Now the birth of Jesus the Messiah took place in this way. When his mother Mary had been engaged to Joseph, but before they lived together, she was found to be with child from the Holy Spirit. Her husband Joseph, being a righteous man and unwilling to expose her to public disgrace, planned to dismiss her quietly. But just when he had resolved to do this, an angel of the Lord appeared to him in a dream and said, “Joseph, son of David, do not be afraid to take Mary as your wife, for the child conceived in her is from the Holy Spirit. She will bear a son, and you are to name him Jesus, for he will save his people from their sins.”
Do you ever struggle with doubt? I know some people who seem never to doubt. They tell me that “I know that I know that I know that I know” that this or that thing is true. But faith has not come quite that easily for me. Over the years I’ve questioned and studied and wrestled with my faith. Some things I no longer wrestle with-I choose to believe them based upon the witness of Scripture.
Some decry doubt, as though it were the enemy of faith. But doubt is not the enemy of faith; it is often the doorway to a deeper faith. I take great comfort in the fact that some of the most challenging Christian doctrines to believe, namely the virgin birth and the Resurrection, were difficult even for the people who were first confronted with these ideas.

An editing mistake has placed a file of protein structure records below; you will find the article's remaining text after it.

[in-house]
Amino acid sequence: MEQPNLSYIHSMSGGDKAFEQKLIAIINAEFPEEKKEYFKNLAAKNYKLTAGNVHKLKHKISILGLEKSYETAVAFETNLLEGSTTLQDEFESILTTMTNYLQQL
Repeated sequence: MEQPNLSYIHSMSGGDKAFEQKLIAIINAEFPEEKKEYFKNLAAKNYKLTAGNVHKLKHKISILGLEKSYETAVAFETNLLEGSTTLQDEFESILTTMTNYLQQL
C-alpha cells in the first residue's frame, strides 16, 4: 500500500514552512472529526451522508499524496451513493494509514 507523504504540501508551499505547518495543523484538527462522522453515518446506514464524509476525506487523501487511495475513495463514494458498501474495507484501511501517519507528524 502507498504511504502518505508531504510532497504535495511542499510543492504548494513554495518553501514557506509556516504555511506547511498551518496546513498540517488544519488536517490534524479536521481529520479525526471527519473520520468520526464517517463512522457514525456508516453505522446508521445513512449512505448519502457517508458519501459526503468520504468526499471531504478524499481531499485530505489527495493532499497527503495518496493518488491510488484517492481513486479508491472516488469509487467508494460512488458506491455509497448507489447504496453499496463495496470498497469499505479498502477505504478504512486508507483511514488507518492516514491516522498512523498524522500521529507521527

Let’s consider the Resurrection, for example. When the women who first saw the empty tomb told the disciples that Jesus was raised from the dead, the disciples didn’t believe. When the disciples saw Jesus raised but Thomas wasn’t with them, and told Thomas, Thomas refused to believe.
In our Scripture today one might infer that Mary had told Joseph that she was pregnant and that the pregnancy was a miracle somehow made possible by the Holy Spirit. Did Joseph believe in the “virginal conception”? Not yet. In fact, he was so convinced she was making up the story that he planned to break off the engagement and have nothing to do with Mary again!
Joseph was the first person in the Gospels who doubted; he might be considered (with “Doubting Thomas”) the patron saint of doubters. Yet Joseph, after hearing from God in a dream that Mary was telling the truth, chose to believe her. And that decision changed the course of his life and the life of the child he would raise as his own.
How do you overcome doubt? You remain open to possibilities, as Joseph was. You listen and watch and you weigh the testimony of the Gospels and of modern-day disciples. Belief, in the end, is a choice. You look at the evidence and testimony available to you, and in the end you make a choice. You choose to trust, and to believe.
Lord, help me to be patient when others doubt. Help me, when I share my faith, to be a credible witness. And help me, Lord, to trust in those truths I don’t fully understand, but which you know to be true. Amen.